Pictures are from Rizzoli Lizard Facebook page, here.

Nov 4, 2017

90s lost project with Rick Veitch

Art by Rick Veitch.
Some months ago Rick Veitch posted on his Facebook page the above picture: "Character design for an Alan Moore project we never got around to doing."
Veitch added: "It was conceived about ten years ago. Mostly as a vehicle to develop ideas Alan was interested in concerning time, space and higher dimensions in a Kirby flavored retro style. I don't think we ever had a title."

Oct 12, 2017

Lost Alan Moore interview in Full Bleed Vol.1

Full Bleed Vol.1 cover art by Cassey Kuo.
Full Bleed Vol.1 - a brand-new quarterly, hand-crafted print-only 200-page hardcover 'magazine' from IDW Publishing - will include a lost interview to Alan Moore conducted by Gavin Edwards and originally intended for Rolling Stone back in 2006. Below you can read a small excerpt.
The magazine estimated delivery time is December 2017.

For more information check the Kickstarter page, here

GAVIN EDWARDS: Do you remember your first trip to London?

ALAN MOORE: I think so. It was in a hired mini-bus with my uncle and my parents and my cousins and my brother. It was in the very early '60s and there were milk bars everywhere, which we thought terribly exotic.

GE: I've heard of milk bars, but I've never seen one outside of A Clockwork Orange. Did they literally serve milk, or were they ice-cream shops?

AM: I'm not even sure. I think it was a kind of café with coffee, tea, and milk. It seems strange looking back now—they can't have served just milk. It was very bohemian in London in the '60s. I presume they just didn't serve alcohol and there was presumably a pretty fast trade in pep pills going on instead. I remember going to the London Zoo and finding that a bit unnerving—I didn't like seeing animals in cages—except when there was an elephant that evacuated its bowels all over one of its keepers spectacularly. I shall never forget that. That was when I was six or seven. I didn't go to London again until I was a teenager and starting to get involved with the early part of comics fandom. I could never live there—it's a bit of a nightmare—but it's a fascinating city. I still go down about once a month.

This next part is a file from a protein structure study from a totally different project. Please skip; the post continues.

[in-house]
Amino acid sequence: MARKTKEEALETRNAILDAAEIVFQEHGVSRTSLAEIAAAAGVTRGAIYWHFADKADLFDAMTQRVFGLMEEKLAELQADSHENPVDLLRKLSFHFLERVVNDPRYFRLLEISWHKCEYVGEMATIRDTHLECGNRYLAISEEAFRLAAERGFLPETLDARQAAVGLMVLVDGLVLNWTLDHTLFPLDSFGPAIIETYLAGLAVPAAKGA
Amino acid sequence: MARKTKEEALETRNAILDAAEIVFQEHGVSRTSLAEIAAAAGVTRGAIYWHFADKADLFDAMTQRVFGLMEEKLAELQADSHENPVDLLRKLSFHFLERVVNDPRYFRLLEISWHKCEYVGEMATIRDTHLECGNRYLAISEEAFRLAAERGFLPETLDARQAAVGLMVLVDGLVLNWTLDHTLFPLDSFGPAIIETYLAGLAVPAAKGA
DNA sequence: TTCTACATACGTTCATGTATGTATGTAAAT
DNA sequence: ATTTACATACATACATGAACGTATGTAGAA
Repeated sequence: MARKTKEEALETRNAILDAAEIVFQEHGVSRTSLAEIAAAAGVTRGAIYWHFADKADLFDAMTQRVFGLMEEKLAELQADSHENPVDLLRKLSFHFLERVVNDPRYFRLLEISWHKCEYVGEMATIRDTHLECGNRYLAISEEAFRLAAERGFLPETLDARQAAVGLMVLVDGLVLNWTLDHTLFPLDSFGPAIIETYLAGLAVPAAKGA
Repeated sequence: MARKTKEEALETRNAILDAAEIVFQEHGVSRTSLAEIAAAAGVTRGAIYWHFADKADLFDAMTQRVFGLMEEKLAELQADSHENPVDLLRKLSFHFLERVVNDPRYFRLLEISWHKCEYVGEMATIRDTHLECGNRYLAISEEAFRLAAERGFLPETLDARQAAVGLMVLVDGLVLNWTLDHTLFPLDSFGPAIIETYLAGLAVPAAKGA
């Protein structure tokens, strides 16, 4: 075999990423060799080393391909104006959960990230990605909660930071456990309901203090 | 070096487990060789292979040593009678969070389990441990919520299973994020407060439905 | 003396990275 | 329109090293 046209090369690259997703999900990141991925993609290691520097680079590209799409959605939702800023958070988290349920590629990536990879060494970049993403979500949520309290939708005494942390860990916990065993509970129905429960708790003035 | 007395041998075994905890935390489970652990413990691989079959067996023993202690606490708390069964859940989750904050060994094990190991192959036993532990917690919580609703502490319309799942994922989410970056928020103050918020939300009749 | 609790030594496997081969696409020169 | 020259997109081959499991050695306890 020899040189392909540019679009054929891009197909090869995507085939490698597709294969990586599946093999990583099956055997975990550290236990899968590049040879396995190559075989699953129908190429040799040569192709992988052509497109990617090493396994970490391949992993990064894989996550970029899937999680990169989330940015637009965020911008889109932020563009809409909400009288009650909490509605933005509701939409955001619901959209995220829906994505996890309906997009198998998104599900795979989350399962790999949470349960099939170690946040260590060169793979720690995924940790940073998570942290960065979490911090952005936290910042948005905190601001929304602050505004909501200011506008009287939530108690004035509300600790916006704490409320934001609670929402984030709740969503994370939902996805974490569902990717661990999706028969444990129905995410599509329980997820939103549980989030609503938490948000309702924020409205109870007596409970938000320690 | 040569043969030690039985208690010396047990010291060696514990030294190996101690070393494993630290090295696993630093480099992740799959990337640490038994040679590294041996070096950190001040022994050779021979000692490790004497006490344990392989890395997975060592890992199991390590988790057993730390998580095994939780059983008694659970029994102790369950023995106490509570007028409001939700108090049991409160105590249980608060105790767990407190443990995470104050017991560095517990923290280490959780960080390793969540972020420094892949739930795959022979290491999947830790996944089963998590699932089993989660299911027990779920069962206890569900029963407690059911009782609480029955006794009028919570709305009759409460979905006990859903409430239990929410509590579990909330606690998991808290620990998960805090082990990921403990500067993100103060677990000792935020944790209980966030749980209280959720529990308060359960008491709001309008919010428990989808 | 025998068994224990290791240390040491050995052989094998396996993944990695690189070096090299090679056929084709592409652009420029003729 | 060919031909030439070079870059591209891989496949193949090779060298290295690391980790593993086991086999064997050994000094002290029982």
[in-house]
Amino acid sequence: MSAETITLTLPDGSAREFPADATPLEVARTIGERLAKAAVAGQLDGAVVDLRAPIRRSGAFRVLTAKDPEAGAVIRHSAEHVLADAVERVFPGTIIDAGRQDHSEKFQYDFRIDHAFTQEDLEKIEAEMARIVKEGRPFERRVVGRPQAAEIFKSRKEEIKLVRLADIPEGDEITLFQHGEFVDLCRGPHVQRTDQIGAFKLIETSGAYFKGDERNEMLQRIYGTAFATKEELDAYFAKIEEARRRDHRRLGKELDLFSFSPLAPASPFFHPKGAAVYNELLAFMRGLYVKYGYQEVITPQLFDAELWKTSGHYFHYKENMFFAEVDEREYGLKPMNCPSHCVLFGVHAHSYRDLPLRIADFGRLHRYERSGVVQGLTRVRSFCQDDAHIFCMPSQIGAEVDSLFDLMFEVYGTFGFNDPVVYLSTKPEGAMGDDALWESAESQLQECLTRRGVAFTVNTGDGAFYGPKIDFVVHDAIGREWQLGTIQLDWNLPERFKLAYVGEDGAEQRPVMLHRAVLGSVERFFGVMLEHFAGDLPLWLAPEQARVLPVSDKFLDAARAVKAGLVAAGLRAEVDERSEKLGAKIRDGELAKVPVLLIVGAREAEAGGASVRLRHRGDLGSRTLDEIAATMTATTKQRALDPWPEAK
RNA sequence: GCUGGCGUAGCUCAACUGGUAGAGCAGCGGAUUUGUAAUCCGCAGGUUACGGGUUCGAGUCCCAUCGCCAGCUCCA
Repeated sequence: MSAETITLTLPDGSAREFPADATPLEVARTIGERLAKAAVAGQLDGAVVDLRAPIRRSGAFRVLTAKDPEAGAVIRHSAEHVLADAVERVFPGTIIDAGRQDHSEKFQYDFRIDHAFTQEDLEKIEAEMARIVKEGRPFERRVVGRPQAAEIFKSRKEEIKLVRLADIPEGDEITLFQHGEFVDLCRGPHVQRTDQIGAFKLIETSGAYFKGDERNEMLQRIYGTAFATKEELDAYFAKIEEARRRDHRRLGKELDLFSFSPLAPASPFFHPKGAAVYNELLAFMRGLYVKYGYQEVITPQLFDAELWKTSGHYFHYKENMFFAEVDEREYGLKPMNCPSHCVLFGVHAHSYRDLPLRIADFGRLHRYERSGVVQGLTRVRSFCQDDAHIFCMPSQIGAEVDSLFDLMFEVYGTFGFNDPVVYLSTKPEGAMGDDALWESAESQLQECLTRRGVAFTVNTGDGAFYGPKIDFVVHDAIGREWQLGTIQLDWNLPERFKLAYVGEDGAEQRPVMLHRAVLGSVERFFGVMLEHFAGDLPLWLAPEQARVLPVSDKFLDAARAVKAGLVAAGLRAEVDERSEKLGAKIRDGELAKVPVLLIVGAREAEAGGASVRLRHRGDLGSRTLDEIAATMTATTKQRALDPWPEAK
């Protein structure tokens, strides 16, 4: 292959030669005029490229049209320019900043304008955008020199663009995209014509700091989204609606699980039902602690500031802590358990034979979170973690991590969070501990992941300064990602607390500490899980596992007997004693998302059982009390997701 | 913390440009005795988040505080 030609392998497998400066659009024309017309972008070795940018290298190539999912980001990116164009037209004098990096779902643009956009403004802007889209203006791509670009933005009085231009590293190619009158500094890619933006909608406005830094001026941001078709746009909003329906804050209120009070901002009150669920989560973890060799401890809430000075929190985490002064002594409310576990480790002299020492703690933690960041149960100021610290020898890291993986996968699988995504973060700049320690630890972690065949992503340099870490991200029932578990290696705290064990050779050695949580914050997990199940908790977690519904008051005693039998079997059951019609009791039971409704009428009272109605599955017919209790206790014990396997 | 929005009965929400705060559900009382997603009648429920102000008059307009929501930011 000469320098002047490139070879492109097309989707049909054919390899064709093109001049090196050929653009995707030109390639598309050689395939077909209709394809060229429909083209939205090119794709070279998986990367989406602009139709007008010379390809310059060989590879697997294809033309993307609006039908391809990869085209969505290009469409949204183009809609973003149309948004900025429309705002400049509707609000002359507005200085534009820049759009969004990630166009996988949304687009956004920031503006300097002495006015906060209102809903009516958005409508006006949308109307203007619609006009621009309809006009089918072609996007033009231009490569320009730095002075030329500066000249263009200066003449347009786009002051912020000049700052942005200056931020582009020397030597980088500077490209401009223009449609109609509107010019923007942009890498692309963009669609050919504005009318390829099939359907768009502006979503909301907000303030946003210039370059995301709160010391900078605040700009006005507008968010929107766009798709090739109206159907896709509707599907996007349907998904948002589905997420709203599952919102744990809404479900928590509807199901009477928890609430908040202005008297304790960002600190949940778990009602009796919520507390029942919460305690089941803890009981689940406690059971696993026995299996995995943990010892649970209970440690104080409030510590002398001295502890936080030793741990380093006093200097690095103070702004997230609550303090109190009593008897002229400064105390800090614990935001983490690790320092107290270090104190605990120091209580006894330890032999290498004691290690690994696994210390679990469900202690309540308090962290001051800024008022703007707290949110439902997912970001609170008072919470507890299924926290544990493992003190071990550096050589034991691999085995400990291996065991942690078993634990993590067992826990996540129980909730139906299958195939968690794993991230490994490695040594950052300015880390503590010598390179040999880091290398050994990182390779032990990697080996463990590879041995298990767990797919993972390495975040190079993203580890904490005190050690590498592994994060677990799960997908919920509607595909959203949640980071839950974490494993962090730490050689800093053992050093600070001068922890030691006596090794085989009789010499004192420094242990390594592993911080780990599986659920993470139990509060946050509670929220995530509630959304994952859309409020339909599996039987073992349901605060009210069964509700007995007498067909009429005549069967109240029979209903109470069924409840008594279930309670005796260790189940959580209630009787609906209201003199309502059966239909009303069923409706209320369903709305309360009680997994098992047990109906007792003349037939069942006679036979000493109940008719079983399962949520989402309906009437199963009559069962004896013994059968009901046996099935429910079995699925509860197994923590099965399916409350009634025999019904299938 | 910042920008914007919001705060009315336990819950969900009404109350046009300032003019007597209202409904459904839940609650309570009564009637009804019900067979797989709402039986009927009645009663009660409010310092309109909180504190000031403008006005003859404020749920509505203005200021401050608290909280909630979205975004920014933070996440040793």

Oct 7, 2017

Mighty Moore by Leomacs

Art by Leomacs.
Above an eye popping Alan Moore portrait drawn by Italian acclaimed comic book artist LEOMACS, aka Massimiliano Leonardo. 

Leomacs has published works for both the Italian and the French market. He drew stories for Italian comics icons Tex and Dylan Dog. He is also the co-creator of vampire anti-hero Battaglia.

"Moore is not easy to draw but he has a very, very interesting face.", said Leomacs.

Below you can see the preliminary sketches he did.

For more about Leomacs: Facebook page - Blog

Grazie, Leomacs! ;)
Art by Leomacs.

Sep 29, 2017

Alan Moore's amazing shoes by Jeffery~West

Alan Moore and his new shoes!
"We were honoured to have manufactured Alan Moore's personalised Jeffery-West Poison's, made on bespoke Moon Lasts by Michael James of Springline. The last pair that we made for Mr Moore were the Infamous Gold Winged boots for his character Metterton in Jimmy's End; opposing societal norms in a cacophony of riddles! Only Mr Moore can satisfy our phantasmagorical imagination!" [27th of September 2017] 

Jeffery~West is an internationally acclaimed footwear brand based in Northampton. Their creations have been donned by celebrities across the globe including Mickey Rourke, Nick Cave, David Beckham and... Alan Moore, to name but a few.

For more info regarding Jeffery~West: Official site - Facebook